- To evaluate the effectiveness of forms of performance management in contemporary government systems; and
To question and critique the effectiveness of the financial managerial setting operating within Australian governments or governments in their own countries.
The course will include class discussions, in plenary or workgroups, based on case studies and examples. It will be delivered in lecture form.
Assessment for the course consists of two written assignments, a short one to be written after the first three-day session and a long one due two weeks after the completion of the course. The short assignment will be 2000 words in length and worth 40% of the course assessment. The long assignment will be 3000 words in length and worth 60% of the course assessment.
The short assignment will be based only on material presented and discussed during the first three days. In the long assignment, all course material will be relevant to the coverage expected of assignments.
Both assignments will involve a choice of topics that will be provided to students on the first day of each segment of the course.
In both assignments, students will be expected to present critical arguments relating to the theoretical and institutional setting influencing the management of government finances.
The ANU uses Turnitin to enhance student citation and referencing techniques, and to assess assignment submissions as a component of the University's approach to managing Academic Integrity. While the use of Turnitin is not mandatory, the ANU highly recommends Turnitin is used by both teaching staff and students. For additional information regarding Turnitin please visit the ANU Online website.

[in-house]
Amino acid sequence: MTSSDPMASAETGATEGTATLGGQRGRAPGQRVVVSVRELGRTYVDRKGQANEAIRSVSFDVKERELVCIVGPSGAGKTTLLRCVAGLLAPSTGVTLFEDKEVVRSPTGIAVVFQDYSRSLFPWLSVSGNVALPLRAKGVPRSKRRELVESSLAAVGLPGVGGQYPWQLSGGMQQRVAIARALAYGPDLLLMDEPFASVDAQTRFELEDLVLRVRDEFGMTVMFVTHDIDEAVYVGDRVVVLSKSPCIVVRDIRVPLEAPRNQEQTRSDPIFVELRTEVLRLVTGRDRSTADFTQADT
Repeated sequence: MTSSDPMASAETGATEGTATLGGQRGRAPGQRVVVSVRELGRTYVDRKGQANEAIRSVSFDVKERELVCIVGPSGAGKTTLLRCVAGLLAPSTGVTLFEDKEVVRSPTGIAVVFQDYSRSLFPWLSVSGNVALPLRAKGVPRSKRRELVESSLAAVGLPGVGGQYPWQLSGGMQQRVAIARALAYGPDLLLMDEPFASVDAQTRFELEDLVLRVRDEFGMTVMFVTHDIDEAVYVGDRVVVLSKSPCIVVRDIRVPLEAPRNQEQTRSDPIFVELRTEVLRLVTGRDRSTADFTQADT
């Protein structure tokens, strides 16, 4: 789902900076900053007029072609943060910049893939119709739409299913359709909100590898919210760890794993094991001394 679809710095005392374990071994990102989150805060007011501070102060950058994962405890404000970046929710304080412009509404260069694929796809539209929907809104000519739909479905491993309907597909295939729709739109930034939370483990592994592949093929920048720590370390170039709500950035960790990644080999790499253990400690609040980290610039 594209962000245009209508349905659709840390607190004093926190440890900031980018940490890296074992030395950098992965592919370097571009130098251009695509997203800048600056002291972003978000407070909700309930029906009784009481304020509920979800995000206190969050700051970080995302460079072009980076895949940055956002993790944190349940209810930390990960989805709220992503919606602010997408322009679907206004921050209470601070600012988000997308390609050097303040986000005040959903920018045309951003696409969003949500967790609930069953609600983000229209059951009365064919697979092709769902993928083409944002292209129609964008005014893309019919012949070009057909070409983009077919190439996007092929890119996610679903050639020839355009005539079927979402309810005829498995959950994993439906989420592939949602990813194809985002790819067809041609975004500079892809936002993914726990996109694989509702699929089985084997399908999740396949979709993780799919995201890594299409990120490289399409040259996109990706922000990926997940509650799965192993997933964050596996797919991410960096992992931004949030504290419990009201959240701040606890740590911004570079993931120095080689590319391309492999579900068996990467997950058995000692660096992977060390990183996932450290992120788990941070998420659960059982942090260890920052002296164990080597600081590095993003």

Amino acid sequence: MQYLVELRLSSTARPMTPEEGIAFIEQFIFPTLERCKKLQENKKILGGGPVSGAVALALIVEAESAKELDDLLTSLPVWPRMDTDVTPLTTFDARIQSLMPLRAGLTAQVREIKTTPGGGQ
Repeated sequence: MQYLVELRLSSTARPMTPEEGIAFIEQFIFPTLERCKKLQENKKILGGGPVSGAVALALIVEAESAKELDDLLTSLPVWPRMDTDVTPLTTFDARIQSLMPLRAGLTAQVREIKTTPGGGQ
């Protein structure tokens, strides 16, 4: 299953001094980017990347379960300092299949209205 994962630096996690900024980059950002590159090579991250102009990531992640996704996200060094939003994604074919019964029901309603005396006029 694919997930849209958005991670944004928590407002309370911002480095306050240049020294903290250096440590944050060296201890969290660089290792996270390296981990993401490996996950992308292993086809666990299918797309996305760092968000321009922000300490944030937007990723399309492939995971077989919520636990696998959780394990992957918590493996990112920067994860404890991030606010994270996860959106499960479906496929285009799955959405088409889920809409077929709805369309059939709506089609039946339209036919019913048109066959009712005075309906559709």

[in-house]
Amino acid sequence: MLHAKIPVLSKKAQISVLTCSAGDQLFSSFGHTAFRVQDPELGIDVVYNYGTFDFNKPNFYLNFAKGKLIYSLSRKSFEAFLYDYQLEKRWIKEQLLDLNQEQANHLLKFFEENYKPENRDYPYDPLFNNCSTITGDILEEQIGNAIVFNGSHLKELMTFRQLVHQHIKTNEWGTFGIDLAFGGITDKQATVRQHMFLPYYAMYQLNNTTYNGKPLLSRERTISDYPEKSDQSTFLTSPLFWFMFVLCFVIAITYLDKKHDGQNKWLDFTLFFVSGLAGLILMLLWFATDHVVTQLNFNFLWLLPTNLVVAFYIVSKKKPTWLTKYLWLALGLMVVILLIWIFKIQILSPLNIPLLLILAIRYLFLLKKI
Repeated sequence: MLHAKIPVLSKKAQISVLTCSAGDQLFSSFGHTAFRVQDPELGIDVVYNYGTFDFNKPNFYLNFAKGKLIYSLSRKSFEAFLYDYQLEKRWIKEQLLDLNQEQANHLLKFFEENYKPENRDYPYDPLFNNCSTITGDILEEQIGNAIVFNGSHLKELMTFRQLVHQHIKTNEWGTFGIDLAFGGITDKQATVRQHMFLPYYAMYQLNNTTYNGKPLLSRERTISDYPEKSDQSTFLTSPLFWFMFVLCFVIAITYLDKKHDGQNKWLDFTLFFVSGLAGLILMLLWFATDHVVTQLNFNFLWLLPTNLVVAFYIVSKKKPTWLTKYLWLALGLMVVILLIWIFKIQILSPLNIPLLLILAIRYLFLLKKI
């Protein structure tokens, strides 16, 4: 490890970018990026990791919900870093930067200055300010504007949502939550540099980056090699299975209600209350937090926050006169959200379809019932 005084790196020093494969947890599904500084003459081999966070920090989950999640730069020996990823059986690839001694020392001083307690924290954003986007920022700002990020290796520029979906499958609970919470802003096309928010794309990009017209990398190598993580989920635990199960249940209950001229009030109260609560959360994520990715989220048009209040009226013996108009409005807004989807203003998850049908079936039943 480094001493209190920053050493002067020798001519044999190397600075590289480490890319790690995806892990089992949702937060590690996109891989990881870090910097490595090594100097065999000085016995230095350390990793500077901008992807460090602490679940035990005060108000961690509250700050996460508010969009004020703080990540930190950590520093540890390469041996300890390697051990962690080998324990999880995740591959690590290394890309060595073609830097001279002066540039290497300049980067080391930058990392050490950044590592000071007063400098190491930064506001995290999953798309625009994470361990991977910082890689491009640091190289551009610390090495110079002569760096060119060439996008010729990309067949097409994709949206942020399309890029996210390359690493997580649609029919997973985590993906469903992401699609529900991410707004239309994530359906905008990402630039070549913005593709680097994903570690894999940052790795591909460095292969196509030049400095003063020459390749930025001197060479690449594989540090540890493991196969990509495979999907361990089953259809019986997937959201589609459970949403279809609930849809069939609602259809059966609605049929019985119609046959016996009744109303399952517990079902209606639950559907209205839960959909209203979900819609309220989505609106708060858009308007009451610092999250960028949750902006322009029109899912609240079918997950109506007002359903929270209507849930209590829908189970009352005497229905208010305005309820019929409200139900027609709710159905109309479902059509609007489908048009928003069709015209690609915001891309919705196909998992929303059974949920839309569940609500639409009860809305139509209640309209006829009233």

Class contact is for 30 hours over six days. Classes are held in two three-day sessions about three weeks apart. Students are expected to read the material supplied in the brick and, desirably, additional material provided for the course on the Wattle website. Essential reading and essay writing are the only obligations on outside-class time.
Tuition fees are for the academic year indicated at the top of the page.
If you are a domestic graduate coursework or international student you will be required to pay tuition fees. Tuition fees are indexed annually. Further information for domestic and international students about tuition and other fees can be found at Fees.
- Student Contribution Band:
- Band 1
- Unit value:
- 6 units
If you are an undergraduate student and have been offered a Commonwealth supported place, your fees are set by the Australian Government for each course. At ANU 1 EFTSL is 48 units (normally 8 x 6-unit courses). You can find your student contribution amount for each course at Fees. Where there is a unit range displayed for this course, not all unit options below may be available.
Offerings and Dates
|Class number||Class start date||Last day to enrol||Census date||Class end date||Mode Of Delivery|
|6347||27 Jun 2018||20 Jul 2018||20 Jul 2018||13 Aug 2018||In Person|